I never thought this would be my life.
I would have imagined a thousand thousand lives before this one. A life spent in the palace working alongside my esteemed uncle. A life out on campaign or quelling the typical court-intrigues - I wished nothing more than to be a loyal servant to the man who had given me so much.
I failed him on every count.
He was a man misjudged by so many. I am a testament to all his detractors of what a remarkable man he was, and now I am lost, and with it the truth...
...But it will not be lost to all. I stand here as a man possessed by the vices of anger and hate, but I will turn them into something beautiful - retribution. Those who need to suffer will suffer. That which needs to fall will fall.
All large things start with small things. My life is no different. One quick tumble with the milk-maid is all that was needed to bring down an empire [or so I hope]. Reason if reason was needed for the perfumed lords of Anatolia to pay heed to their incense-spraying priests when they call for piety!
I was the result of that indiscretion. My mother a harlot and my father a rutting cretin. He died green and as bloated as a toad, never knowing the name of his killer. I came into this world already a fatherless bastard, the matter should have ended there with mild embarrassment for his kin and undying shame for my mother. My uncle did the unthinkable and legitimised me - can you imagine the reaction! He was a man of importance, he had his own children - the presumption was that it was an act that was the manifestation of the grief he felt for his brother's death - he later told me that it was nothing of the sort. A man can have uses for those who the world is more than happy to ignore...
My uncle kept me at his side at all times, though this was under the pretext of doing menial chores that arose, he always reminded me to keep an ear open to all that was said, and an eye open for all that took place. He ensured that even from an early age, the inner-workings of power were known to me, and in time they became my second-nature.
Though you may not believe it, considering my position - be it political or geographical, my uncle was a Roman lord. A rather important one, truth be told. He was a general very much in demand. So much so that the widowed Empress wedded him in order to protect her son - little boys in purple robes cannot hold empires together - but strong men can.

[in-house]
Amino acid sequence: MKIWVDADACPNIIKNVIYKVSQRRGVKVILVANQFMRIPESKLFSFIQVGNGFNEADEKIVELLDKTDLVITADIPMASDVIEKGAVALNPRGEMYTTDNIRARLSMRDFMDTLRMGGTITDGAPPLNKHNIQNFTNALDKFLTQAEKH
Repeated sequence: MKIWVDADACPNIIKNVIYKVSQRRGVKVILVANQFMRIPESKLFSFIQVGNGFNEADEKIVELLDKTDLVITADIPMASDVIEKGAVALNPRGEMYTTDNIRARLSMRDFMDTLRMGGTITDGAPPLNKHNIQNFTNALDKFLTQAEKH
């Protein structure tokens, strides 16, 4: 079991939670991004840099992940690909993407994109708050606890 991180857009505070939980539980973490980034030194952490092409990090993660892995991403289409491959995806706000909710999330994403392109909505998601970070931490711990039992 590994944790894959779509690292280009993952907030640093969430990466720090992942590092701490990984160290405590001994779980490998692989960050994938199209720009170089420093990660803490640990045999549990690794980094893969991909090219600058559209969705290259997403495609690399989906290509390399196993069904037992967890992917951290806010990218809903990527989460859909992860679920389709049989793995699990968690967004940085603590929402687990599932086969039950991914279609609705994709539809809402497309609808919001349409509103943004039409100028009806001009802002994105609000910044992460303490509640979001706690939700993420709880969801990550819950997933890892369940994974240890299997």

Ah, I get the feeling you perhaps believe you know who my uncle was at this point? Is it the family resemblance? I'm told we have the same eyes...
...Anyway, he was not a man who played up to court whispers and intrigue. He felt that was a task for me. I was a boy of eighteen trying to unravel the plots of those who had been plotting long before my uncle was even born. Needless to say I failed miserably.
My uncle faced his problems head-on. He gathered his forces and marched against the Turks. 'Let the eunuchs have their games, they lack anything else to fiddle with' he told me as we headed out, he was sick of Constantinople and the endless charades put on by those who would happily see him dead.
All was well until Manzikert. Manzikert. That name. Manzikert. Manzikert. Manzikert. That cancer in me. Manzikert. He will go down in infamy for a defeat that was not his own. He will be called the incompetent snake who killed an empire.
It was not his doing. It was mine. I was so trusting. I believed that whatever happened in the capital meant nothing out here. I had reports the night before of dissent amongst some of our esteemed friends. Whispers of betrayal. I thought I knew it all. 'They would not attempt something out here!' I genuinely thought that with the Turk out in force, there would be no suicidal self-interest...
...And then came the battle. Half the army stays at camp, the other flees! This was the Imperial army! This was the raw will of the Roman Empire! They gave the emperor to the Turk and ran!
I had been wounded in the battle. I was looked after by the Turk's own staff - though it was serious, I would survive. My uncle and the Turk went into discussions. They got on well - it was around this time we stopped calling him 'the Turk' and started calling him Alp Arslan. I was to be left with Alp - firstly I was still too wounded to march, and time was of the essence. Secondly I was to be the link between these two men, the go-between to assure all was well. There was no interest in further conflict, far from it.
There were so many plans - so much had been agreed - the scope of it all was enough to make Alexander the Great shudder. This was to be an alliance that would change all.
But it was not to be.
Romanos IV was usurped and blinded by the same vipers who deserted him. He died alone and in the dark. The alliance was dust. Alp was furious. I was still at camp. It could barely be said I existed in Greek lands - I have existed thanks to and through what was now a dead man.
Alp gave me a choice.
I took his faith and I took his task. It was many years before I was ready, both in skill and in Alp's trust. Though he liked me, it was another thing entirely to give such a man a task of such magnitude... but in the end he felt he was right to think it could work.
I was, for a lack of a better word, rechristened. My name died with Romanos. Alp gave me the name Kilij. As a son of Rum, he felt it only appropriate that it be my name.
I was to head an autonomous region in Anatolia, the Rum-lands. I was to, with my inate knowledge, exploit the weaknesses of the Greeks, I was to convert their lands and I was to bring down that soft with rot 'Roman' Empire.
I am Kilij of Rum and I will avenge my uncle. If I cannot it will be my son's task. If they cannot it will be their son's task. But it will happen. The year is 1077 and this is the beginning of my campaign.